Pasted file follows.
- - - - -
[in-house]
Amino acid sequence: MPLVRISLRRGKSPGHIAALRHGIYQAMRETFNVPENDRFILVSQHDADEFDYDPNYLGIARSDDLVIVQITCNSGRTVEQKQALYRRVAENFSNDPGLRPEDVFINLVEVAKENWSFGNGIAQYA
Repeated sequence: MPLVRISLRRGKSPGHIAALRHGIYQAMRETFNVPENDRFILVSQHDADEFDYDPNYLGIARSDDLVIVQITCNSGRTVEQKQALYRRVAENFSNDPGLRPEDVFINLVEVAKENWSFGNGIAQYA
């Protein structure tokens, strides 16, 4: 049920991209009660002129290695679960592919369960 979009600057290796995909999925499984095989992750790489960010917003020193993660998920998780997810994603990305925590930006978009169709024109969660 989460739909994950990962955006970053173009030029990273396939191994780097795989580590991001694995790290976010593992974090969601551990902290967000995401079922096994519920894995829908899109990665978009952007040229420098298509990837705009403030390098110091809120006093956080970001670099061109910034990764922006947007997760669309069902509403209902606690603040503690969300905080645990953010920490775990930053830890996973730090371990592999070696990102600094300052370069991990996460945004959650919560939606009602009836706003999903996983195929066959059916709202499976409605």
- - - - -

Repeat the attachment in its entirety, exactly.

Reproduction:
[in-house]
Amino acid sequence: MPLVRISLRRGKSPGHIAALRHGIYQAMRETFNVPENDRFILVSQHDADEFDYDPNYLGIARSDDLVIVQITCNSGRTVEQKQALYRRVAENFSNDPGLRPEDVFINLVEVAKENWSFGNGIAQYA
Repeated sequence: MPLVRISLRRGKSPGHIAALRHGIYQAMRETFNVPENDRFILVSQHDADEFDYDPNYLGIARSDDLVIVQITCNSGRTVEQKQALYRRVAENFSNDPGLRPEDVFINLVEVAKENWSFGNGIAQYA
């Protein structure tokens, strides 16, 4: 049920991209009660002129290695679960592919369960 979009600057290796995909999925499984095989992750790489960010917003020193993660998920998780997810994603990305925590930006978009169709024109969660 989460739909994950990962955006970053173009030029990273396939191994780097795989580590991001694995790290976010593992974090969601551990902290967000995401079922096994519920894995829908899109990665978009952007040229420098298509990837705009403030390098110091809120006093956080970001670099061109910034990764922006947007997760669309069902509403209902606690603040503690969300905080645990953010920490775990930053830890996973730090371990592999070696990102600094300052370069991990996460945004959650919560939606009602009836706003999903996983195929066959059916709202499976409605």